C) The explanation of the universe is necessarliy not intentional

However, this is not the counter argument to the resolution. It is a counter argument to Con's previous assumption of my proposition that the universe was 'created' and not 'caused'.

Therefore, Con has yet to provide a counter argument to the resolution that "It is plausible to assume that a finite universe was caused or created by a creator" and so the resolution remains unnegated.

Sources:
(1) http://www.oxforddictionaries.com...
(2) http://www.merriam-webster.com...
(3) http://dictionary.reference.com...
EndlessVoid

Con

1. Semantics of “Universe”
Pro makes a clear distinction between space, time, and the laws of physics and nature and what he argues is the universe, to which he only affirms the “universe” is “all of space and everything in it including stars, planets, galaxies, etc.”. I have no problem with this definition, only that he continues to use it consistently. Also by extension, it is seriously damaging to Pro’s case as a result. And I will add several arguments to affirm this.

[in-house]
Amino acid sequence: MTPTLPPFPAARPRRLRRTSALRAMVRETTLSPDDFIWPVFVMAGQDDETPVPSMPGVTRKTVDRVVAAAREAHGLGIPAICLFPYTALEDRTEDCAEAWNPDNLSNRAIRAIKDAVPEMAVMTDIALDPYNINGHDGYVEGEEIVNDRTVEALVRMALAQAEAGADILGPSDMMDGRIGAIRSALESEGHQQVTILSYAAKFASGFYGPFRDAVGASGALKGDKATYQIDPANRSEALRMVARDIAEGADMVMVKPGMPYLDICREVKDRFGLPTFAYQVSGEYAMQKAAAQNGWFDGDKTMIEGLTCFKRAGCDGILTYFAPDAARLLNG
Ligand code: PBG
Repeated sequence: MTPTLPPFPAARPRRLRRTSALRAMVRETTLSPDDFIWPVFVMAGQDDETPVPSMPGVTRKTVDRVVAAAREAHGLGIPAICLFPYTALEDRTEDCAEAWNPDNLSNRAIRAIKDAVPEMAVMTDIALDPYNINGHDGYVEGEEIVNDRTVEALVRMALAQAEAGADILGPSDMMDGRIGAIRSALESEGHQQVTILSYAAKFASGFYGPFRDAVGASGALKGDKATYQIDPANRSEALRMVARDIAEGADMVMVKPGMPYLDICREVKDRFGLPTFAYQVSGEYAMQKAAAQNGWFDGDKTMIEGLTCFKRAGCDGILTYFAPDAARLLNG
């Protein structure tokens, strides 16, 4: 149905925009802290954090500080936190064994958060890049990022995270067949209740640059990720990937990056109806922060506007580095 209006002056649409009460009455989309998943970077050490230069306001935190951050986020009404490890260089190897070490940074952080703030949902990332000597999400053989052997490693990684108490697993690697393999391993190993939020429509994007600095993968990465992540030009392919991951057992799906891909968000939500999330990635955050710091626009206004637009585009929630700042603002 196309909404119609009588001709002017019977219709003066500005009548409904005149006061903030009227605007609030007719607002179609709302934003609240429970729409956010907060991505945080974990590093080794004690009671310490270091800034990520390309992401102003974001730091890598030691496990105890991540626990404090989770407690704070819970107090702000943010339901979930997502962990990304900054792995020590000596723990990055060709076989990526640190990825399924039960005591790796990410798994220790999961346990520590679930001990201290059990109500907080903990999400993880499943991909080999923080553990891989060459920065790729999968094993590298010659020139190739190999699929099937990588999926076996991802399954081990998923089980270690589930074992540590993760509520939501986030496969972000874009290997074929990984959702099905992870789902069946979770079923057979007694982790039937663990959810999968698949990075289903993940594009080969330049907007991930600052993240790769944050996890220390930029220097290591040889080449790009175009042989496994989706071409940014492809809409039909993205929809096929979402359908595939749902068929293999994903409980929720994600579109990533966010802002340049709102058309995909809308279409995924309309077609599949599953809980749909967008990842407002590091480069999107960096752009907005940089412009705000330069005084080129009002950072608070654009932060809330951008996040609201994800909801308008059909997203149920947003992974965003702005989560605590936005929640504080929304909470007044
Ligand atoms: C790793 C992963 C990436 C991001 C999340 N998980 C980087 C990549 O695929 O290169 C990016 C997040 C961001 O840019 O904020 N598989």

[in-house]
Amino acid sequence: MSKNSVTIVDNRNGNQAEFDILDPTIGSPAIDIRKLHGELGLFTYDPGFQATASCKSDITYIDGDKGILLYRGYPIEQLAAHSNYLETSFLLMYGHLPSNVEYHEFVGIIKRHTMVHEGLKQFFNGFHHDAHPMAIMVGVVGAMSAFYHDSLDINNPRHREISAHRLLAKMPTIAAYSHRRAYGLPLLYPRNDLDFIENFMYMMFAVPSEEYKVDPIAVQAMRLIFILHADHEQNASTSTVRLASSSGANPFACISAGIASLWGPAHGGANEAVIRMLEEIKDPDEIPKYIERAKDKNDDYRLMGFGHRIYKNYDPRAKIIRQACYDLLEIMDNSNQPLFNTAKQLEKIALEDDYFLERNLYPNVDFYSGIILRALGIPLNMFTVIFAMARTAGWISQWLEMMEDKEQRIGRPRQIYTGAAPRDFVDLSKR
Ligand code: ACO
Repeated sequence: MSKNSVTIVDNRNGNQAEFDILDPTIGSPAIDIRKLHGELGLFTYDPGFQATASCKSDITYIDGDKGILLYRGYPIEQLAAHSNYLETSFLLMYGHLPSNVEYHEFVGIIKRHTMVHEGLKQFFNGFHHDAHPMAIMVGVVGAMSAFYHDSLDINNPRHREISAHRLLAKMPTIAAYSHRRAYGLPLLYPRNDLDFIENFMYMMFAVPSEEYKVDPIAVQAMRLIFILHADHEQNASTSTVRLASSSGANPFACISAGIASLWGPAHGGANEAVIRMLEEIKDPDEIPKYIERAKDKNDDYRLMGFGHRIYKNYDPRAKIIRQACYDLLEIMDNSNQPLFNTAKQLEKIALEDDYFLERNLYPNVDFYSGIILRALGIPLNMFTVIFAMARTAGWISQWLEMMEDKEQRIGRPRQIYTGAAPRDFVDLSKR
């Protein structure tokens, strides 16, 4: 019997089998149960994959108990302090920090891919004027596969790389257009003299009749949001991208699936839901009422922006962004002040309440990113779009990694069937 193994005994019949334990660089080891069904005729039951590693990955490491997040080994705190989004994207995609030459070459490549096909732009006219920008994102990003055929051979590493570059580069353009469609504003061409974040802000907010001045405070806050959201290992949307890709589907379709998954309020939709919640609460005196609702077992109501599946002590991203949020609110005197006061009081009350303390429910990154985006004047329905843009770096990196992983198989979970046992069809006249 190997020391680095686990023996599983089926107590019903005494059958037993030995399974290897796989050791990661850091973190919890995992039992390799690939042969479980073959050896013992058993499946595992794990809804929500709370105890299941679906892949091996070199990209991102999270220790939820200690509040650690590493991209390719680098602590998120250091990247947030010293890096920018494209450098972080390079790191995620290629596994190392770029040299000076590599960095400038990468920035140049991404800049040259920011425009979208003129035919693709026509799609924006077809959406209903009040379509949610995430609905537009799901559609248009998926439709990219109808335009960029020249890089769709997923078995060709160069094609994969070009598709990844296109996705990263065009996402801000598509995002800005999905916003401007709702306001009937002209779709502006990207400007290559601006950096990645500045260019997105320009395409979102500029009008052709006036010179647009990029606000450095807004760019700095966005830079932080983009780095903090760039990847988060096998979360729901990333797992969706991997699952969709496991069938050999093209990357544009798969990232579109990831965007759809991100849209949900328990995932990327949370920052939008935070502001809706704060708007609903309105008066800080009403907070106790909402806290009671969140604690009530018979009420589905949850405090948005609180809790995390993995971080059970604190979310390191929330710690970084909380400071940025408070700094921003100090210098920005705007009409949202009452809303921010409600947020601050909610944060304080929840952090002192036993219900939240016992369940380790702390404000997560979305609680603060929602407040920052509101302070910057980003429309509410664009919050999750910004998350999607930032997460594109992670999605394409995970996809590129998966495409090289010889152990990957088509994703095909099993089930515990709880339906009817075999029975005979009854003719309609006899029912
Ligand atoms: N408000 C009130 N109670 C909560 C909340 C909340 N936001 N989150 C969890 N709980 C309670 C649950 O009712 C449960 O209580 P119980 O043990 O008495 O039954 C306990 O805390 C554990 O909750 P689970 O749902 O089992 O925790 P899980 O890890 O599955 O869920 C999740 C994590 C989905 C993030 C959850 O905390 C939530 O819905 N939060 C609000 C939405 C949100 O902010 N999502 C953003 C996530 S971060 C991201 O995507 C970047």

2. Impossible to justify claims regarding the Universe as a whole
Pro’s arguments regress to appeals to epistemic possibility to affirm plausibility, however this seems insufficient, given most definitions of ‘plausible’ appeal to more than just bare possibility. E.g.:

"having an appearance of truth or reason; seemingly worthy of approvalor acceptance; credible; believable:”[1]
Capable of being believed; believable or plausible” [2]

And so on. While I would agree it’s a statement about epistemology, rather than metaphysics, Pro needs to do more than just say it’s ‘epistemologically possible’ to affirm plausibility. For most things which we are in ignorance of all the facts are ‘possible’, but no by means probable. It’s possible the moon landings were hoaxed, and there are always ways to explain away any facts presented to dismiss it, however it would remain implausible, even if possible.